But, amid the grief and frustrations that enter their lives, the band of eight finds moments of comfort in their unconventional household bursting with energy, chaos and lost souls looking for a soft place to land.  

“The dynamic that emerged between the characters is this family dynamic that’s very similar to how I grew up, because I lived in a two bedroom apartment with six other people of three different generations — and that doesn’t count the 47 cousins that came in and out of the house every day,” Stolevski said. “There’s a warmth to me that comes from that time and a sense of belonging that I really crave and miss, and I think that’s the same kind of space that emerges in these overcrowded, found families.”

Echoing words Dita utters in the final scene as an olive branch to Vanesa, Stolevski added, “Ultimately, we’re all shaped by this universal impulse — this need — to live in a space with people who you can yell at but still feel loved by.”

Capturing the beauty of ‘found families’

To achieve his vision of a multiethnic, messy cocoon of found family and queerness, Stolevski embraced a more free-wheeling approach to filmmaking than he’s perhaps allowed himself to in the past. Alongside the more experienced cast members, he cast multiple first-time actors in lead roles, including Samson Selim (Ali) and his real-life daughter, Dzada (Mia). To help them tease out authentic portrayals — while still keeping his headstrong, 5-year-old star engaged — Stolevski said he nurtured an easygoing, exploratory environment during filming.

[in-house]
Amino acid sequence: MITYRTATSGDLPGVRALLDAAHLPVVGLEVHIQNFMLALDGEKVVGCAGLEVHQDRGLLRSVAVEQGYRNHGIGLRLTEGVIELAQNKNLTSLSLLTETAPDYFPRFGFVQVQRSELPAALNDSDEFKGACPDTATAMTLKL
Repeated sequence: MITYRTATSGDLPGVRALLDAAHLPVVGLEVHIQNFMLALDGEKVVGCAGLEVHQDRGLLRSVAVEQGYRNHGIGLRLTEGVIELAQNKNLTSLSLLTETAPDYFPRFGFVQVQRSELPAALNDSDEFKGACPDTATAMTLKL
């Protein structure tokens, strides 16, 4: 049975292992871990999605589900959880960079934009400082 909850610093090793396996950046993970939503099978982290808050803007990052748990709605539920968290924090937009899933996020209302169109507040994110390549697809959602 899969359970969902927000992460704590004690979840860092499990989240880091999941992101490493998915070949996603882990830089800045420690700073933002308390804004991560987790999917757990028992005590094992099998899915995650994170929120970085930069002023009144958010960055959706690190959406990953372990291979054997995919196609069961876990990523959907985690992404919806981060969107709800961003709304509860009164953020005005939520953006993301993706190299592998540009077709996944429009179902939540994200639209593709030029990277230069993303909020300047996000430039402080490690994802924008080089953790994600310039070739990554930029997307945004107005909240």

“It was a very free atmosphere on set, so they didn’t shut down and become mechanical, because film set processes can be dehumanizing to the best actors, quite frankly, and I’ve tried to minimize that as much as possible in all my films,” Stolevski said, describing the filming as “loose and documentary style,” capturing snippets of the actors interacting in the family space. “There was a chaotic energy that I loved, and I felt would be indicative of this massive, overcrowded household with a 5-year-old in the middle.”